Where is She Now?

Chainletter Filmmakers:

The Break My Chainletter

Tex Clark, Radical Act
February 7, 2017

How did you find out about Joanie 4 Jackie and how old were you at the time?
I was 22 and I think Kathleen Hanna (who is in the movie) said I should mail it to Miranda. I did and she put it in her project.

What interested you about the project?
I wanted people to see my movie and I was particularly interested in all the art/music/culture coming out of Olympia at that moment. I was excited to be participating from afar.

At the time you participated in Joanie 4 Jackie did you consider yourself a filmmaker? What was your relationship to making movies?
I was a college student and this was a senior project at Antioch College.

Do you have any specific anecdotes or memories associated with your movie?
Interviewing Tribe 8 at the michigan womyn’s fest was historic and important in that tiny world because it was an inter-generational collision between radical feminist womyn’s folk music and political feminist punk. I was also excited to get the film into the Los Angeles Gay and Lesbian Film Festival (Outfest) and got to fly out and be a part of that.

What did you think/feel about the Joanie 4 Jackie at the time? And now, in retrospect?
I don’t think I am even now fully aware of the scope and extent of it. I was in one piece of it early on but then I got on to other things and didn’t pay attention. I’m looking forward to learning more about Joanie 4 Jackie and seeing more of the films.

What institutions, groups, people, publications and movements were inspiring you at the time of your participation in J4J?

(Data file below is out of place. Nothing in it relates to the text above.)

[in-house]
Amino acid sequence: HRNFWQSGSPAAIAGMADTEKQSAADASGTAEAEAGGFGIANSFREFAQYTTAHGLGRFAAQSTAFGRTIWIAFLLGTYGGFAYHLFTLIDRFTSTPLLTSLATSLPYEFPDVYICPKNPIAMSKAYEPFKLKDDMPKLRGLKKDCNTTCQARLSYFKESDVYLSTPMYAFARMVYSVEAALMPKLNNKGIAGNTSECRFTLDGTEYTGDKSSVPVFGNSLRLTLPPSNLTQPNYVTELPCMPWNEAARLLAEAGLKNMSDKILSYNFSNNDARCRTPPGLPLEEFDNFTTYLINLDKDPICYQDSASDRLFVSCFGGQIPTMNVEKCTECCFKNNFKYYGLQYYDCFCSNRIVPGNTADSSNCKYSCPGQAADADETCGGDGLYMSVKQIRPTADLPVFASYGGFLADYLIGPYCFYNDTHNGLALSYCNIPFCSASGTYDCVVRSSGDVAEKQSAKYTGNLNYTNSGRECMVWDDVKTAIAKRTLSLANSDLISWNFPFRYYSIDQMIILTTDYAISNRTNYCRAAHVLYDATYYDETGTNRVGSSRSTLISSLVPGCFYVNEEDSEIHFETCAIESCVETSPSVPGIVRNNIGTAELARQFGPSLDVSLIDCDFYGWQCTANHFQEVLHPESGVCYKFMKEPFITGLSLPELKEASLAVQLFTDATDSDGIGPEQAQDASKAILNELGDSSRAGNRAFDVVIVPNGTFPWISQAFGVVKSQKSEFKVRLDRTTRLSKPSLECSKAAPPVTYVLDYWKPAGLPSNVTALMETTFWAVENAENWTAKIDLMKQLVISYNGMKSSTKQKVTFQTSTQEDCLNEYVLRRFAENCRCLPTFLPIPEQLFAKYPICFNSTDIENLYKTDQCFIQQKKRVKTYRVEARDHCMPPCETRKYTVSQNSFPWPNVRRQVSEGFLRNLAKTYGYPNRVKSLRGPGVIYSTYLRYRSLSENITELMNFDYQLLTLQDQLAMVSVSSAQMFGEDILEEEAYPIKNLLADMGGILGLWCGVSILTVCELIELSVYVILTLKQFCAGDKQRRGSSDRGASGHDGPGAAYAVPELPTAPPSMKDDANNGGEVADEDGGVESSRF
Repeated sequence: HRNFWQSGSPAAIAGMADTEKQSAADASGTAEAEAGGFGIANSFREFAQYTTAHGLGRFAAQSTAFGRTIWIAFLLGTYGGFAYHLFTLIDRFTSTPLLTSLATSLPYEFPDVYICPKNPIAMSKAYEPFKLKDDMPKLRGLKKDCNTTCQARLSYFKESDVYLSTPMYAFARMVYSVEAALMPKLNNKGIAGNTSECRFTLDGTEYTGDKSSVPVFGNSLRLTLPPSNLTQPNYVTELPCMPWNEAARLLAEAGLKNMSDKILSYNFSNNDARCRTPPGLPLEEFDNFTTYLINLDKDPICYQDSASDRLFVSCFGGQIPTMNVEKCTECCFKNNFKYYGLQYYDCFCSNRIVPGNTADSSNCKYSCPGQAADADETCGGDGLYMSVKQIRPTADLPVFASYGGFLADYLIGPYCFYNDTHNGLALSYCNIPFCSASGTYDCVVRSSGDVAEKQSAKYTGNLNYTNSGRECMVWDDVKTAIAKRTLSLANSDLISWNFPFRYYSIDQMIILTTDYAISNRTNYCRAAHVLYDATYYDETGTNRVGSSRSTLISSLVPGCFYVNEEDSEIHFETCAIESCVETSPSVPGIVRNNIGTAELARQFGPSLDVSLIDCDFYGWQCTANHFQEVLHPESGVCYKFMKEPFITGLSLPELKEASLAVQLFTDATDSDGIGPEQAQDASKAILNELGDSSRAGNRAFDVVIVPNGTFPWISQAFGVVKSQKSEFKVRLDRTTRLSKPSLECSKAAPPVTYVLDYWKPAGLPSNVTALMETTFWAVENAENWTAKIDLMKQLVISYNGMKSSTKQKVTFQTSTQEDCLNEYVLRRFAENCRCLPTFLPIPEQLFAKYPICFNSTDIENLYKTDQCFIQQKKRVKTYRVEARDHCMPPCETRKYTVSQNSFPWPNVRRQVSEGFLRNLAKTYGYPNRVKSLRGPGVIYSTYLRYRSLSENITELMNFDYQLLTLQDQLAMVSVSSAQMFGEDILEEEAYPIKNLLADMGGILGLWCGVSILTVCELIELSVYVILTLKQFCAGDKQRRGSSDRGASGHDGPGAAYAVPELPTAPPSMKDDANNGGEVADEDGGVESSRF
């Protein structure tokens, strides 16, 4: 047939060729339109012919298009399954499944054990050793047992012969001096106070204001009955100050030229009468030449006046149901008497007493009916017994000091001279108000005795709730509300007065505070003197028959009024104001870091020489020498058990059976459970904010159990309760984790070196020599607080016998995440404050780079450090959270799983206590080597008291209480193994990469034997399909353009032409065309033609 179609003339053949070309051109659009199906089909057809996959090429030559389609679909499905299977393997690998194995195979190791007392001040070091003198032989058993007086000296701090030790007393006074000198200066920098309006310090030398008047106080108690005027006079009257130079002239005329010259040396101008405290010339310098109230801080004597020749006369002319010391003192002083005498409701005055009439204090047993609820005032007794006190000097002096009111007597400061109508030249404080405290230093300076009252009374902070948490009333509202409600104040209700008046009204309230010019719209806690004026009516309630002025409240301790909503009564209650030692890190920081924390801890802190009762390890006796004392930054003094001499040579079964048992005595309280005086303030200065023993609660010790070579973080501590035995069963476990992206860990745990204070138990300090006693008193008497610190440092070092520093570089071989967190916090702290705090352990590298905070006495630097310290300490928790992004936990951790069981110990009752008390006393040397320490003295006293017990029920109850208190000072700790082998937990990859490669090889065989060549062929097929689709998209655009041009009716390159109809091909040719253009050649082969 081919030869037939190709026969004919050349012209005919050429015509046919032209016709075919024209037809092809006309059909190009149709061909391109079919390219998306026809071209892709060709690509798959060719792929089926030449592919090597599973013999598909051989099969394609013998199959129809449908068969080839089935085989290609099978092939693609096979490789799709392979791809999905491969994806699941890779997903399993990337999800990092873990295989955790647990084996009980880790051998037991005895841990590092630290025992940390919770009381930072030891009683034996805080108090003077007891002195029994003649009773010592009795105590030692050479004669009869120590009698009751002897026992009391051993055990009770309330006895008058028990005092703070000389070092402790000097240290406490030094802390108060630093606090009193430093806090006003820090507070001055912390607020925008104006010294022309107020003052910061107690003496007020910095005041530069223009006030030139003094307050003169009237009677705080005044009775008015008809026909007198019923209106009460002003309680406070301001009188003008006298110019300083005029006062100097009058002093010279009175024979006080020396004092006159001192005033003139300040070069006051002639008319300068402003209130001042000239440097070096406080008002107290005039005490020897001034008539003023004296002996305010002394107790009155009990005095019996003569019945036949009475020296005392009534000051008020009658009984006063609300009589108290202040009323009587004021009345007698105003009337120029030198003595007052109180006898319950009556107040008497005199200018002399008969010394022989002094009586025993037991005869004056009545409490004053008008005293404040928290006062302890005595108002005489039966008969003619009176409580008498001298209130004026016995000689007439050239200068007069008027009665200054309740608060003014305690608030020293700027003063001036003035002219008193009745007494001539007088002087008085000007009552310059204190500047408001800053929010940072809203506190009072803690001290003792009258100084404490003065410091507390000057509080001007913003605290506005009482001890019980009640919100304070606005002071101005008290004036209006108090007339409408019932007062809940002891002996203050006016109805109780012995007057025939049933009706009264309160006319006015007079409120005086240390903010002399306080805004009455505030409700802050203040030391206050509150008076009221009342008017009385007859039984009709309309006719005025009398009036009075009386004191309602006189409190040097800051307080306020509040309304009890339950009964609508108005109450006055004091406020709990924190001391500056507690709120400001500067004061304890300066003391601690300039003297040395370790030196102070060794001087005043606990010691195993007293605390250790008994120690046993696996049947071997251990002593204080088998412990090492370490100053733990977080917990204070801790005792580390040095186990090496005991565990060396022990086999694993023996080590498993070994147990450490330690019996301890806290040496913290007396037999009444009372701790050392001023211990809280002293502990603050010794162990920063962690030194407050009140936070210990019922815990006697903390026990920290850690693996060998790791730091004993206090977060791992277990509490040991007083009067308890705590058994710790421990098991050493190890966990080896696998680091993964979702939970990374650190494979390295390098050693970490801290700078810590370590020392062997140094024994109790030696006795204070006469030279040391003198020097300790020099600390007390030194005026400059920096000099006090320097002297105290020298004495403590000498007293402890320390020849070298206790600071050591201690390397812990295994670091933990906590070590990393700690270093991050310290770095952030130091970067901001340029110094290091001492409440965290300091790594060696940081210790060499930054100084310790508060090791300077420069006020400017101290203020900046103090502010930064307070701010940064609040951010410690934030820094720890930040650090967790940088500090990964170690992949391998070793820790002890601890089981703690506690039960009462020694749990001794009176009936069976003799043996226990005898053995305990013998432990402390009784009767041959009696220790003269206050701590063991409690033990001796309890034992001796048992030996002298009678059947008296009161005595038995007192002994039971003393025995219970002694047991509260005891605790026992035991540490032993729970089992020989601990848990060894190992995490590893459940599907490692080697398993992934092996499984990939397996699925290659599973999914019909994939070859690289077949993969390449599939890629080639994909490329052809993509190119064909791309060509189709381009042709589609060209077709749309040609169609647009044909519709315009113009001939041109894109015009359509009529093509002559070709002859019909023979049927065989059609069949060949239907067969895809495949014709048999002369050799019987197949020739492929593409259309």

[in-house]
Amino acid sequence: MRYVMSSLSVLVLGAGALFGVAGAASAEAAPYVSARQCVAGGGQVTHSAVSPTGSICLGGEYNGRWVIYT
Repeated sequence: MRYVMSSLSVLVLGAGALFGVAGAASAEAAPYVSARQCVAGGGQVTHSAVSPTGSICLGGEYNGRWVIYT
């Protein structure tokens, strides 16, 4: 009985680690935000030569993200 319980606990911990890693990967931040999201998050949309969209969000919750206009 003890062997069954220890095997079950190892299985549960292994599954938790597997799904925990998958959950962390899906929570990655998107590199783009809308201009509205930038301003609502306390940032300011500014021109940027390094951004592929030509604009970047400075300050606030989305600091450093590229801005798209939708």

I was a college student at Antioch College and inspired by the homocore movement, women rocking in local scenes, and what was happening with the attention on the riot grrrl moment. I was watching a lot of documentaries in college about all sorts of topics. A director named Anne Bolin who did a film about scary white supremacists in the midwest called Blood in the Face was very helpful and made me think I could to a documentary.

What do you do now – professionally and otherwise? Are you still involved in filmmaking?
I am a federal public defender in Portland, Oregon. that keeps me very busy and I have toddler twins and so I don’t see many movies, let alone make them. Creatively, I’m still bursting with a love of music as a radio DJ. I’m on KXRY Portland Xray.fm on Wednesday nights at 7pm PST. I play a lot of emerging female musicians mixed in with straight up midwest rocknroll, psychedelic stuff, vintage west african, and music from the early 90s, and whatever else I find interesting. The show is called Circa Rad.